The pathological upgrading after radical prostatectomy in low-risk prostate cancer patients who are eligible for active surveillance: How safe is it to depend on bioptic pathology?

Samed Verep, Selcuk Erdem, Yasemin Ozluk, Isin Kilicaslan, Oner Sanli, Faruk Ozcan

Research output: Contribution to journalArticle

1 Citation (Scopus)

Abstract

Background: Active surveillance (AS) is one of the treatment alternatives in low-risk prostate cancer (PCa). The pathological upgrading after radical prostatectomy (RP) were investigated in patients who were eligible for AS in the present study. Methods: Between August 2006 and July 2017, 627 patients underwent RP in our institution. One hundred and thirty-six patients who were eligible for AS at the time of RP were included in this study. The previously defined AS criteria Gleason 3 + 3=6 adenocarcinoma at maximum two biopsy cores, prostate-specific antigen (PSA) < 10 ng/mL and clinical T stage ≤ 2a were used in the study. The demographics, clinical, and histopathological outcomes were retrospectively compared between two groups, which were divided in accordance with the upgrading status at final pathology as Group 1 (n = 67, upgrading) and Group 2 (n = 69, nonupgrading). Results: Gleason upgrading (GU) was found in 67 (49.3%) patients, and 17 patients (12.5%) were upstaged to pT3a. The upgrading to Gleason 3 + 4 was reported in 38.7% of patients, however, 7.4%, and 3.7% of the patients were upgraded to Gleason 4 + 3, and Gleason 4 + 4, respectively. The 10.3% of the patients had extraprostatic involvement, and the rate (19.4% vs 1.4%, P =.002) was significantly higher in Group 1. PSA density (P =.001), tumor size (P <.001), tumor percentage (P <.001), apical involvement (P =.013), and perineural invasion (P <.001) in RP specimen were higher in Group 1. Multivariate analysis showed that perineural invasion (OR = 4.26; 95%CI: 1.76-10.33; P =.001) and pathologic T stage (OR = 5.45; 95%CI: 1.08-27.4; P =.04) were independently associated with GU. Conclusions: Since 12.5% of the patients upstaged to pT3a disease, and there is a possible risk of Gleason 4 pattern, upgrading of the tumor should carefully be kept in mind before offering AS to low-risk patients with PCa.

Original languageEnglish (US)
Pages (from-to)1523-1529
Number of pages7
JournalProstate
Volume79
Issue number13
DOIs
StatePublished - Jan 1 2019
Externally publishedYes

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Prostatectomy
Prostatic Neoplasms
Pathology
Prostate-Specific Antigen
Neoplasms
Adenocarcinoma
Multivariate Analysis
Demography
Biopsy

Keywords

  • active surveillance
  • gleason upgrading
  • prostate cancer
  • radical prostatectomy

ASJC Scopus subject areas

  • Oncology
  • Urology

Cite this

The pathological upgrading after radical prostatectomy in low-risk prostate cancer patients who are eligible for active surveillance : How safe is it to depend on bioptic pathology? / Verep, Samed; Erdem, Selcuk; Ozluk, Yasemin; Kilicaslan, Isin; Sanli, Oner; Ozcan, Faruk.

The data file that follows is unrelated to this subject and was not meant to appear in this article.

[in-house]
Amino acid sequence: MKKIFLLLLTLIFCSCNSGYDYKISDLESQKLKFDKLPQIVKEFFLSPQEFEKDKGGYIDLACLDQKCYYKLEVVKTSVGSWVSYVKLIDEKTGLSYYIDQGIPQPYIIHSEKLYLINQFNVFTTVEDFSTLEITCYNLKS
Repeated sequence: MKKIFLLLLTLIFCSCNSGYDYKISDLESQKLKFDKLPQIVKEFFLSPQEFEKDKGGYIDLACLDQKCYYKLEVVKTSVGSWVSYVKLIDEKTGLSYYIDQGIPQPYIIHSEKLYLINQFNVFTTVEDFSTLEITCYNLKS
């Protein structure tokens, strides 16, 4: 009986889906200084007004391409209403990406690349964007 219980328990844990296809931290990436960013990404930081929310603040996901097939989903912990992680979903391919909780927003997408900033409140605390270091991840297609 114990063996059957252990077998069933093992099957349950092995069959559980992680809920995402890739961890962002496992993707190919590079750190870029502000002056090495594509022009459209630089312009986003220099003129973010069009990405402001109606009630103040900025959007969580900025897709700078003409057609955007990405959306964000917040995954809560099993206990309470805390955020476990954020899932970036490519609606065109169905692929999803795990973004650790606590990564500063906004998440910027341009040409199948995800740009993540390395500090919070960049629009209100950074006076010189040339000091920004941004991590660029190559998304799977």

In: Prostate, Vol. 79, No. 13, 01.01.2019, p. 1523-1529.

Research output: Contribution to journalArticle

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title = "The pathological upgrading after radical prostatectomy in low-risk prostate cancer patients who are eligible for active surveillance: How safe is it to depend on bioptic pathology?",
abstract = "Background: Active surveillance (AS) is one of the treatment alternatives in low-risk prostate cancer (PCa). The pathological upgrading after radical prostatectomy (RP) were investigated in patients who were eligible for AS in the present study. Methods: Between August 2006 and July 2017, 627 patients underwent RP in our institution. One hundred and thirty-six patients who were eligible for AS at the time of RP were included in this study. The previously defined AS criteria Gleason 3 + 3=6 adenocarcinoma at maximum two biopsy cores, prostate-specific antigen (PSA) < 10 ng/mL and clinical T stage ≤ 2a were used in the study. The demographics, clinical, and histopathological outcomes were retrospectively compared between two groups, which were divided in accordance with the upgrading status at final pathology as Group 1 (n = 67, upgrading) and Group 2 (n = 69, nonupgrading). Results: Gleason upgrading (GU) was found in 67 (49.3{\%}) patients, and 17 patients (12.5{\%}) were upstaged to pT3a. The upgrading to Gleason 3 + 4 was reported in 38.7{\%} of patients, however, 7.4{\%}, and 3.7{\%} of the patients were upgraded to Gleason 4 + 3, and Gleason 4 + 4, respectively. The 10.3{\%} of the patients had extraprostatic involvement, and the rate (19.4{\%} vs 1.4{\%}, P =.002) was significantly higher in Group 1. PSA density (P =.001), tumor size (P <.001), tumor percentage (P <.001), apical involvement (P =.013), and perineural invasion (P <.001) in RP specimen were higher in Group 1. Multivariate analysis showed that perineural invasion (OR = 4.26; 95{\%}CI: 1.76-10.33; P =.001) and pathologic T stage (OR = 5.45; 95{\%}CI: 1.08-27.4; P =.04) were independently associated with GU. Conclusions: Since 12.5{\%} of the patients upstaged to pT3a disease, and there is a possible risk of Gleason 4 pattern, upgrading of the tumor should carefully be kept in mind before offering AS to low-risk patients with PCa.",